All signs point to an electoral mandate that can counter the hegemonic power. As they say, dissent is like water. It finds its way.
The lower you go down, the stronger is the hawa. No poor voter had a good word for the BJP. As I mentioned in my article last week, there is a clear rich-poor divide among the voters of Karnataka. The richer the voter, the lower the lead for the Congress, and vice versa for the BJP. This was starkly evident on the ground. As soon as you speak to a poor person, they begin to rattle off everyday consumption items that are unaffordable now. Gas cylinder prices top the chart. “Earlier, we were making do with firewood. They gave us gas. Now we can’t go back to firewood. Nor can we afford the gas cylinder,” said one.
Almost everyone complained about the cut in free rice from 10 kg per person per month during the Congress’ time to 5 kg now. Petrol and diesel prices come next. Farmers complained about fertiliser prices. They mock the Kisan Samman Nidhi: “They give us 2,000 but take away more than that from our pocket.” More ordinary people know about GST and blamed it for the higher prices than you might imagine.
It is not that poor voters are not voting for BJP but that it is largely a vote for the local candidate or an obligation under a patron-client relationship. Even those among the poor who intend to vote for the BJP do not consider it their party, except in the coastal region where the BJP has developed deep roots.
Siddaramaiah is the darling of the poor. The “poor” is, of course, a subjective term, not limited to the official poverty line. This could easily include three-fourths of the population in villages and well over half in the cities. Losing favour with the poor is to lose the support of an overwhelming majority of the voters.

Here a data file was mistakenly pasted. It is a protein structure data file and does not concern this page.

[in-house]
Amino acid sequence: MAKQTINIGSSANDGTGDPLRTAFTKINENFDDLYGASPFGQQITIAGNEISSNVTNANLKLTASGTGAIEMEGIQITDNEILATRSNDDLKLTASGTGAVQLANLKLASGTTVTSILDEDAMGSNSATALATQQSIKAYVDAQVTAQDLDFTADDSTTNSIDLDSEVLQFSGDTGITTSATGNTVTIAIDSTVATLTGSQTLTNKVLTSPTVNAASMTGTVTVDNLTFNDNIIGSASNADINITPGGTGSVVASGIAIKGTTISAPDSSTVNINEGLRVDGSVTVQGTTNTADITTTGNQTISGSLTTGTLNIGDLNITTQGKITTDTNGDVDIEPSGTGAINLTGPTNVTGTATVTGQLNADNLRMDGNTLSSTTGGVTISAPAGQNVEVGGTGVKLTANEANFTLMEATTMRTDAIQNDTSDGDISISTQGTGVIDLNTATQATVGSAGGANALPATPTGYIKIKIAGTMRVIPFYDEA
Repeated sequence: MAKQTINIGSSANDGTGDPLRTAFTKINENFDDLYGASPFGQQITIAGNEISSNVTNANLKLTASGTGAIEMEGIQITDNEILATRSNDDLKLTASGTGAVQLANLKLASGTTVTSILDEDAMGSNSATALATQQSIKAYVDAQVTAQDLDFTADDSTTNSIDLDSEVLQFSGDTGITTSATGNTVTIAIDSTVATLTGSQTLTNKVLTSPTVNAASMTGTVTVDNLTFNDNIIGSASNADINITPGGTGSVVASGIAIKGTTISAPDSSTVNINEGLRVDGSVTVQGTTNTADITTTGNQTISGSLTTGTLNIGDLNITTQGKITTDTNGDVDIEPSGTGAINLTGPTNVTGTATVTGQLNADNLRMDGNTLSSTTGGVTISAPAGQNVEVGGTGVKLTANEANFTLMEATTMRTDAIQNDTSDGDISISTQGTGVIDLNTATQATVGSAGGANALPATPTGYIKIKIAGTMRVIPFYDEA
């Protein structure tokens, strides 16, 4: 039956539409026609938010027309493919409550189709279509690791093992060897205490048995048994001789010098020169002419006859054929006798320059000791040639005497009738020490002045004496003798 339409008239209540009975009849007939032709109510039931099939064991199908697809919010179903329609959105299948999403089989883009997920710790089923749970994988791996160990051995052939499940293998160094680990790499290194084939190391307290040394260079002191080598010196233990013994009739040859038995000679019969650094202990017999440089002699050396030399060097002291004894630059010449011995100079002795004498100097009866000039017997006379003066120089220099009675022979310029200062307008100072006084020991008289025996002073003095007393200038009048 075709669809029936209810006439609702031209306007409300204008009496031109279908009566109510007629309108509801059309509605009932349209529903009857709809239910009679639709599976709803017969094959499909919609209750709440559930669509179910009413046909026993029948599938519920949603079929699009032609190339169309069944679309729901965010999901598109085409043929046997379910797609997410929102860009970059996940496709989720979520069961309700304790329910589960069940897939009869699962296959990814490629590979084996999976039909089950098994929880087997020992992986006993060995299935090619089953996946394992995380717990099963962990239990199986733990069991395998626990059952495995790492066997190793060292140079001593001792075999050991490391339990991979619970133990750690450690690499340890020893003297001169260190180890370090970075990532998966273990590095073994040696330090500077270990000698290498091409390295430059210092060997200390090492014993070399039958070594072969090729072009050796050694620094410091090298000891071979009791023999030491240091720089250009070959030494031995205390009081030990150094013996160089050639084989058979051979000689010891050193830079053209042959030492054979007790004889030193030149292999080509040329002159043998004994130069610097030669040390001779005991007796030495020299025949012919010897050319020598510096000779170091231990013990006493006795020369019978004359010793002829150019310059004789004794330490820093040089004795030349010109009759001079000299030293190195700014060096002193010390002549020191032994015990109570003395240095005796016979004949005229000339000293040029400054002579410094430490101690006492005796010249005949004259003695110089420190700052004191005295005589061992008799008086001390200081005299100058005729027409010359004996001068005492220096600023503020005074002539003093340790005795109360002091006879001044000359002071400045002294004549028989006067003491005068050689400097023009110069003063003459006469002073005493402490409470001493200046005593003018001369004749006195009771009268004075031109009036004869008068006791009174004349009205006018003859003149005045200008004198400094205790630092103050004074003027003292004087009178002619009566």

No communal overtones
Finally, this hawa is not blocked by the wall of communal divide. Hindu-Muslim tensions do not feature in routine political conversation in Karnataka. No one we spoke to brought up the Hindu–Muslim issue unless specifically asked. That might sound strange in a state that has regularly generated headlines for the wrong reasons: Hijab, azan, love jihad, and now, Bajrang Dal. It would be rash to conclude that communal polarisation has withered away from Karnataka. Everyone who knows the state says that communal prejudices and anxieties have percolated deep down in popular consciousness. But one thing is sure: The voters of Karnataka are not foregrounding this issue in this election.
This is in sharp contrast to what I heard while travelling during the 2022 Uttar Pradesh elections. Almost every Hindu voter in the state, even those who voted for the Samajwadi Party (SP), spoke about suraksha (protection) with a communal tinge. In Karnataka, even the Muslims, at the receiving end of State-sponsored bigotry, don’t raise this issue. There is an unspoken anxiety, a pressure to prove their nationalism, an eagerness to underline communal amity. For Hindus, the communal issue has slipped in their order of priority; for Muslims, it is a decision to push it down. I doubt if the BJP’s desperate and predictable attempt to raise communal temperature would alter this basic fact in the last week before the polls.
There is a strange emptiness that marks the roads in the run-up to the polls in Karnataka. You don’t see any big billboards; there are no wall writings, very few flexes, and rarely do you spot a publicity vehicle. Elections have gone underground, and, apparently, become more expensive than ever before. They say you spend about Rs 10 crore to lose an assembly election in Karnataka; the price tag for winning a seat is about Rs 20-40 crore, if not more. No party shies away from this game, though the BJP may be outspending the Congress. Street corner gossip is all about who has bought whom, who defected to which side, and who is going to undercut whom. The usual business of what we call democracy.
Yet, an invisible hand — or perhaps four of them — is fanning a hawa that feels like Bengaluru’s cool evening breeze after a day of scorching sun. All signs point to an electoral mandate that can counter the hegemonic power. As they say, dissent is like water. It finds its way.